Mets consider keeping Wigginton at first

NEW YORK -- This business of playing first base could become
a long-term affair for Ty Wigginton with the New York Mets thinking
about increasing Mike Piazza's catching duties.

The conversion of Piazza into a first baseman has hit some speed
bumps with the catcher often struggling defensively at the new
position. He is currently nursing a sprained left wrist from a
collision as he reached for a throw against Florida on Tuesday

Piazza figures to miss several more days with the injury and
when he returns to the lineup, it could be back behind the plate,
where he has hit more home runs than any catcher in the history of
baseball. It's a thought that has occurred to manager Art Howe.

"I've talked to Mike about increasing his catching time," Howe
said Saturday. "He said, 'Whatever you think. Whatever will help
the team win games, I'm willing to do it.'

"That's the way he is."

Wigginton, the regular third baseman, has moved seamlessly from
one position to another this season, filling in at second base
while the team waited for Jose Reyes to recover from hamstring and
back problems, back to third and then on to first after Piazza got
hurt and David Wright was called up.

For Howe, the Wigginton position switch brought back memories of
his playing days in Houston.

"I was a third baseman and first base became my position," he
said. "They brought in Ray Knight and for me to keep playing, I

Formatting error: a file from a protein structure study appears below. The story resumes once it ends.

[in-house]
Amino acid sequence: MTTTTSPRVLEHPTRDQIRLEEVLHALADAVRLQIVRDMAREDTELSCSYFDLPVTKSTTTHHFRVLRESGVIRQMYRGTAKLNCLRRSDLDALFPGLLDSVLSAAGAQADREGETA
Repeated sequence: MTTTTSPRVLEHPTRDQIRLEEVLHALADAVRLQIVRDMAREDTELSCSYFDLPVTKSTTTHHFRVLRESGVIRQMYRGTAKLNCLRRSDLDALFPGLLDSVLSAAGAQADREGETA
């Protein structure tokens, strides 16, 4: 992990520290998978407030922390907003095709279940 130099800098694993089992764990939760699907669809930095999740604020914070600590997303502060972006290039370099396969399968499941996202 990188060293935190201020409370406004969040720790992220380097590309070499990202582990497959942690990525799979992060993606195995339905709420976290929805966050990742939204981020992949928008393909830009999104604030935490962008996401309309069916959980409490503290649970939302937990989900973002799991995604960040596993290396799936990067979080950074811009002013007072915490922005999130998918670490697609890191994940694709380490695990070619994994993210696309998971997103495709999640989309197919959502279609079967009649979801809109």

moved to first base. Next thing, I was the first baseman. As long
as you get the opportunity, you might find out you like first

His tour of the Mets infield is all right with Wigginton, as
long as it keeps his name in the lineup every day.

"My goal is to play every day and it doesn't matter where I
play," he said. "There are tons of ways to look at it. One of the
ways is I think I've proven I can play third base. A lot of teams
know that. I think I've proven I can play second base. I can play
that every day.

"First base is the easiest position on the diamond. It helps
that I'm an infielder and I know the target infielders want. If
first base gets me on the field seven days a week, it's fine with

Wigginton has been the Mets most consistent hitter since an
early season bout with an ulcer sent him to the disabled list for
two weeks. That's why it's tempting for Howe to keep him in a
lineup that is often offensively challenged.

That means finding other work for Piazza when he's well enough
to play again and the logical place is behind the plate, where he
was when this all started.

With the July 31 trade deadline approaching, Wigginton's name
keeps coming up in talks as the Mets search for pitching help. His
versatility could be a plus in those conversations.

Howe said the Mets are in no rush to trade Wigginton.

"We like him on the club," he said. "Unless it's an
outstanding deal for us, I don't think we move him."

Except from one position to another.